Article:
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Determinants and consequences of diabetes in Hong Kong陳匡伶, Chan, Hong-ling. January 2009 (has links)
published_or_final_version / Community Medicine / Master / Master of Public Health
DNA methylation signature in type 1 diabetesDang, Mary Anh Ngoc January 2015 (has links)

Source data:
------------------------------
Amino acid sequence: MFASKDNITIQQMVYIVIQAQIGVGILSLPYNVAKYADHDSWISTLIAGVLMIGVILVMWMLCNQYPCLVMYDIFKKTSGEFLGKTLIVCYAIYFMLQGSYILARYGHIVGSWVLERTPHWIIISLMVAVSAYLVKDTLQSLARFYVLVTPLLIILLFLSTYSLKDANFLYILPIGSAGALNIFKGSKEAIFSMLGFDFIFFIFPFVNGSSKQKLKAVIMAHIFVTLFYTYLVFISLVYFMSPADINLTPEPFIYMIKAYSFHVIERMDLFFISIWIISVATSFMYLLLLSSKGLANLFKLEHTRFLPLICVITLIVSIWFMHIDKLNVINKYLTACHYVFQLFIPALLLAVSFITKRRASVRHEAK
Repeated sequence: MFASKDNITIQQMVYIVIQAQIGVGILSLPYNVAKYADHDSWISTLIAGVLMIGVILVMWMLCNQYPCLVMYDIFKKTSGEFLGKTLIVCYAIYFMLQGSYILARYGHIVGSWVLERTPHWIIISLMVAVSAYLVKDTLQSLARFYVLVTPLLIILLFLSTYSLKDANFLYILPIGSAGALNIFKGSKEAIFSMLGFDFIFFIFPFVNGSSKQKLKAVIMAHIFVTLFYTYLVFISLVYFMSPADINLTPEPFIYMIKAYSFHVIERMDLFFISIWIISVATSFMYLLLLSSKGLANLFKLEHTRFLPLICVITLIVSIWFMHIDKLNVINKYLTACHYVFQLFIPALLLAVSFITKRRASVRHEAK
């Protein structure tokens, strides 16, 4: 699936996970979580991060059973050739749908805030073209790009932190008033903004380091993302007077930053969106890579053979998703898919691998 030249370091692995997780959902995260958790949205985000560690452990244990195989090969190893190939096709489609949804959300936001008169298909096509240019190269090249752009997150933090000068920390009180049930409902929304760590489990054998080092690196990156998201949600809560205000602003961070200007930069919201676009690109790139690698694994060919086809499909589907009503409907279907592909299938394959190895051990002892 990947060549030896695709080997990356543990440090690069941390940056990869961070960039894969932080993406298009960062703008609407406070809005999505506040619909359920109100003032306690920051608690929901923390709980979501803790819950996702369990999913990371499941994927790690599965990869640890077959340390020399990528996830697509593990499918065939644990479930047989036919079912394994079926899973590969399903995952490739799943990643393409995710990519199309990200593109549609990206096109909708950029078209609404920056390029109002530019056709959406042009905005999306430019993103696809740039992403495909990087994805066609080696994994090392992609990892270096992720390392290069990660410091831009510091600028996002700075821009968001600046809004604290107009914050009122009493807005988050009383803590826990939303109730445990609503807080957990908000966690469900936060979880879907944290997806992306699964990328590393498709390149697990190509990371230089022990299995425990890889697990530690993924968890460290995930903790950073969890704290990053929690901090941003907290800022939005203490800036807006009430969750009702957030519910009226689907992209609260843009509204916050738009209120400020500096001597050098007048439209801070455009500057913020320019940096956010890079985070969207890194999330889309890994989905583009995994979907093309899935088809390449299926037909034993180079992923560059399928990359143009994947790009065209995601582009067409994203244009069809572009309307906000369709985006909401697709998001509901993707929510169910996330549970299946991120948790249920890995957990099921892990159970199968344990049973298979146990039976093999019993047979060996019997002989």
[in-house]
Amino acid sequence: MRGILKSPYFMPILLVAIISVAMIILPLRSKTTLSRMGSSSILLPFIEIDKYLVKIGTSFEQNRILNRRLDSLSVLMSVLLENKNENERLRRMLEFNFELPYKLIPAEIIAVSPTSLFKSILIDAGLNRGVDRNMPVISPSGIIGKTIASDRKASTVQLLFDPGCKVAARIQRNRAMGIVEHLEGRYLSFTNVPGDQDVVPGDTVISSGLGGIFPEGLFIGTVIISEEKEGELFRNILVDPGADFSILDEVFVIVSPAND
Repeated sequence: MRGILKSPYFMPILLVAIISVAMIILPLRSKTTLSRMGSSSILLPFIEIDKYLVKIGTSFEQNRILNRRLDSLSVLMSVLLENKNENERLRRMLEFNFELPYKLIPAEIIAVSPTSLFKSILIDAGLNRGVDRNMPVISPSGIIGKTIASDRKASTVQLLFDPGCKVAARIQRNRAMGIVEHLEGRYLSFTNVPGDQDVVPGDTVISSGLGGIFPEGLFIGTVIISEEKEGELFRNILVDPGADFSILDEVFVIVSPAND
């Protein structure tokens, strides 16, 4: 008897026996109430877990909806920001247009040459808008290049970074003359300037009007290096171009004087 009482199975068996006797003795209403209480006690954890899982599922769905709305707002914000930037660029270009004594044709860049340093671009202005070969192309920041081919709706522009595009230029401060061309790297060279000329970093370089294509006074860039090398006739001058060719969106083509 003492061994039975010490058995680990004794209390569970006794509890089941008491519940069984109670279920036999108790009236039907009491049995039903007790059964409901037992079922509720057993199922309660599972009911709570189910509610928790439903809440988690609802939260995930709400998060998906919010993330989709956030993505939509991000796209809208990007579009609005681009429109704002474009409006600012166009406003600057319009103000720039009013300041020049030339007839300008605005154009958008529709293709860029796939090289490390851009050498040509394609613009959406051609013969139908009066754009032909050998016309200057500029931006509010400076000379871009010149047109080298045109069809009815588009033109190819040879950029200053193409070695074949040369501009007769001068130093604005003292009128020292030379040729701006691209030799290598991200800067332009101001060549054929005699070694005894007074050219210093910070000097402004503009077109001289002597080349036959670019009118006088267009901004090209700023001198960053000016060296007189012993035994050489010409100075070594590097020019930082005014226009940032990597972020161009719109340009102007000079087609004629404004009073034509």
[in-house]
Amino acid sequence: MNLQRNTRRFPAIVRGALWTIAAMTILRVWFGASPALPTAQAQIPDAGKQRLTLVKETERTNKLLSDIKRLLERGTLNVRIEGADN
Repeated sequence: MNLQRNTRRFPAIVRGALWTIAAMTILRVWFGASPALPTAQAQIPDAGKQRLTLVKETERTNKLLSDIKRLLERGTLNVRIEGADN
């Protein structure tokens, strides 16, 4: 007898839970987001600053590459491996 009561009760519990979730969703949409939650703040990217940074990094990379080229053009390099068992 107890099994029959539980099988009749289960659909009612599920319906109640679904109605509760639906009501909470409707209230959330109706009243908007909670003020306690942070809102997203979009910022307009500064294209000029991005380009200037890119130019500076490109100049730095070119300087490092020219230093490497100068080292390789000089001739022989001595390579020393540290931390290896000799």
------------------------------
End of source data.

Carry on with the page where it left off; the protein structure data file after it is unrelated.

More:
Type 1 diabetes is an autoimmune disease due to the interaction of genetic and non-genetic factors, leading to an immune response against insulin secreting islet cells. Concordance rates for type 1 diabetes in monozygotic twins vary widely and no single environmental factor has been shown to cause the disease. Therefore, epigenetics has been suggested to play a role in diabetes aetiology. Preliminary results identified DNA methylation changes in CD14+ monocytes from childhood-onset type 1 diabetes which antedated the disease. Following on from this work, this present study was carried out to investigate whole-genome DNA methylation profiles in CD14+CD16- monocytes, CD4+ T cells, CD19+ B cells and buccal cells from 24 monozygotic twin pairs discordant for type 1 diabetes. DNA methylation was profiled using Illumina Infinium HumanMethylation450K BeadChip and analysed using the ChAMP pipeline. Bisulfite sequencing was also carried out on CD4+ cells from four monozygotic twin pairs also discordant for type 1 diabetes. Through bioinformatics analyses, 258 cell-type specific differentially-methylated positions were identified from the 450K BeadChip and 125 differentially-methylated regions from bisulfite sequencing. DNA methylation was also shown to be stable, as similar methylation differences found in the preliminary study, were again detected in the same twin pairs sampled years later. As DNA methylation is a stable marker, it could be used as a biomarker. β-cell death in diabetes releases DNA with unmethylated CpG sites in the insulin promoter region into the blood circulation. To detect these differences, an assay was also developed testing serum samples from monozygotic twin pairs. The data presented provided comprehensive DNA methylation profiles in type 1 diabetes from this discovery cohort. The methylation signature found will then be validated in diabetic, pre-diabetic and control singletons. This in turn will provide data for later functional analyses to identify genes associated with type 1 diabetes risk.